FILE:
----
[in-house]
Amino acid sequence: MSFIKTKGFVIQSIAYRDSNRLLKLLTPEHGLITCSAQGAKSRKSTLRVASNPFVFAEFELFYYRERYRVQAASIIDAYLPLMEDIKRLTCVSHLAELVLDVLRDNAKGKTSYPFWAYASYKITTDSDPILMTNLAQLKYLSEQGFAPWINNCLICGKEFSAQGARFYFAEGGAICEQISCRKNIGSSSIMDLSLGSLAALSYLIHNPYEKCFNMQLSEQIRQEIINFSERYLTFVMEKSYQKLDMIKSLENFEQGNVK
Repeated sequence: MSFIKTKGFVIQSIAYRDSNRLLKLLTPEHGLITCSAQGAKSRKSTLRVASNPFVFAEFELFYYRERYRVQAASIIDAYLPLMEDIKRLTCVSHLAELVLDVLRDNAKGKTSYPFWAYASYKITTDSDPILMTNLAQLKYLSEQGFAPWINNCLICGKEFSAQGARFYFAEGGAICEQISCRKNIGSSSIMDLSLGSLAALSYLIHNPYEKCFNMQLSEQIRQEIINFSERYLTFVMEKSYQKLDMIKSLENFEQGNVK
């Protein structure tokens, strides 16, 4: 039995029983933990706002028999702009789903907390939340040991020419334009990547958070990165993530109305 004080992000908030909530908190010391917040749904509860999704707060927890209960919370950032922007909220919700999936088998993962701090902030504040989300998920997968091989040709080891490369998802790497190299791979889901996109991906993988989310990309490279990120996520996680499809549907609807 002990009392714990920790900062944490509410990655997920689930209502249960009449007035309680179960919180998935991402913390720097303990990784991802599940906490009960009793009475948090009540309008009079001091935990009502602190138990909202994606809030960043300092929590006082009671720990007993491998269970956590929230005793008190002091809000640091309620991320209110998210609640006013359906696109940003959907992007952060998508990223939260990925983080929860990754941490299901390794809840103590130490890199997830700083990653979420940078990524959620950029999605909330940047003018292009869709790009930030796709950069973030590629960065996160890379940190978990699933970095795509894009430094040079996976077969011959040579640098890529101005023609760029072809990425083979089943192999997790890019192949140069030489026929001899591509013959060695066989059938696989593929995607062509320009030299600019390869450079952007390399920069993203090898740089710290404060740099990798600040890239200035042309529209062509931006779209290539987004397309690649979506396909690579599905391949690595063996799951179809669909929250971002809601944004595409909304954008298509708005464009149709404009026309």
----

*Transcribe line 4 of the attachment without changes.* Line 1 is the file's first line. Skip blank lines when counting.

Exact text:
């Protein structure tokens, strides 16, 4: 039995029983933990706002028999702009789903907390939340040991020419334009990547958070990165993530109305 004080992000908030909530908190010391917040749904509860999704707060927890209960919370950032922007909220919700999936088998993962701090902030504040989300998920997968091989040709080891490369998802790497190299791979889901996109991906993988989310990309490279990120996520996680499809549907609807 002990009392714990920790900062944490509410990655997920689930209502249960009449007035309680179960919180998935991402913390720097303990990784991802599940906490009960009793009475948090009540309008009079001091935990009502602190138990909202994606809030960043300092929590006082009671720990007993491998269970956590929230005793008190002091809000640091309620991320209110998210609640006013359906696109940003959907992007952060998508990223939260990925983080929860990754941490299901390794809840103590130490890199997830700083990653979420940078990524959620950029999605909330940047003018292009869709790009930030796709950069973030590629960065996160890379940190978990699933970095795509894009430094040079996976077969011959040579640098890529101005023609760029072809990425083979089943192999997790890019192949140069030489026929001899591509013959060695066989059938696989593929995607062509320009030299600019390869450079952007390399920069993203090898740089710290404060740099990798600040890239200035042309529209062509931006779209290539987004397309690649979506396909690579599905391949690595063996799951179809669909929250971002809601944004595409909304954008298509708005464009149709404009026309």